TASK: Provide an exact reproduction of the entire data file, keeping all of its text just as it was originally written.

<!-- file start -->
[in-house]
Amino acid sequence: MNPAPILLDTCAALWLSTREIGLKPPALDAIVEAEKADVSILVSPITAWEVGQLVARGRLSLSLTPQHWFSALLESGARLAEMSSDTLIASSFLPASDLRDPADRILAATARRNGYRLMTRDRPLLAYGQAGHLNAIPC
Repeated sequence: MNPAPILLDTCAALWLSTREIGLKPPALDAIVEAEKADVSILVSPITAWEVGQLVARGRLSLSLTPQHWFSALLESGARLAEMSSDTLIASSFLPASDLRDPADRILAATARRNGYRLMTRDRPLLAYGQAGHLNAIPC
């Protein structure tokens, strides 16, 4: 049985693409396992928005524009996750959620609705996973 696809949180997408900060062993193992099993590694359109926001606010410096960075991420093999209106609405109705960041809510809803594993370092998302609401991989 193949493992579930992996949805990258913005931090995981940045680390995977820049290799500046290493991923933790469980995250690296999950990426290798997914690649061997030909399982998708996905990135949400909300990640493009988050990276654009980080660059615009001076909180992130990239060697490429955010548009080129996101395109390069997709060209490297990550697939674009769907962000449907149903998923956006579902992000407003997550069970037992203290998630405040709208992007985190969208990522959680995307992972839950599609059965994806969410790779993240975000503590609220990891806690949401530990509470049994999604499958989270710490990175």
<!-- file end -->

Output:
[in-house]
Amino acid sequence: MNPAPILLDTCAALWLSTREIGLKPPALDAIVEAEKADVSILVSPITAWEVGQLVARGRLSLSLTPQHWFSALLESGARLAEMSSDTLIASSFLPASDLRDPADRILAATARRNGYRLMTRDRPLLAYGQAGHLNAIPC
Repeated sequence: MNPAPILLDTCAALWLSTREIGLKPPALDAIVEAEKADVSILVSPITAWEVGQLVARGRLSLSLTPQHWFSALLESGARLAEMSSDTLIASSFLPASDLRDPADRILAATARRNGYRLMTRDRPLLAYGQAGHLNAIPC
């Protein structure tokens, strides 16, 4: 049985693409396992928005524009996750959620609705996973 696809949180997408900060062993193992099993590694359109926001606010410096960075991420093999209106609405109705960041809510809803594993370092998302609401991989 193949493992579930992996949805990258913005931090995981940045680390995977820049290799500046290493991923933790469980995250690296999950990426290798997914690649061997030909399982998708996905990135949400909300990640493009988050990276654009980080660059615009001076909180992130990239060697490429955010548009080129996101395109390069997709060209490297990550697939674009769907962000449907149903998923956006579902992000407003997550069970037992203290998630405040709208992007985190969208990522959680995307992972839950599609059965994806969410790779993240975000503590609220990891806690949401530990509470049994999604499958989270710490990175």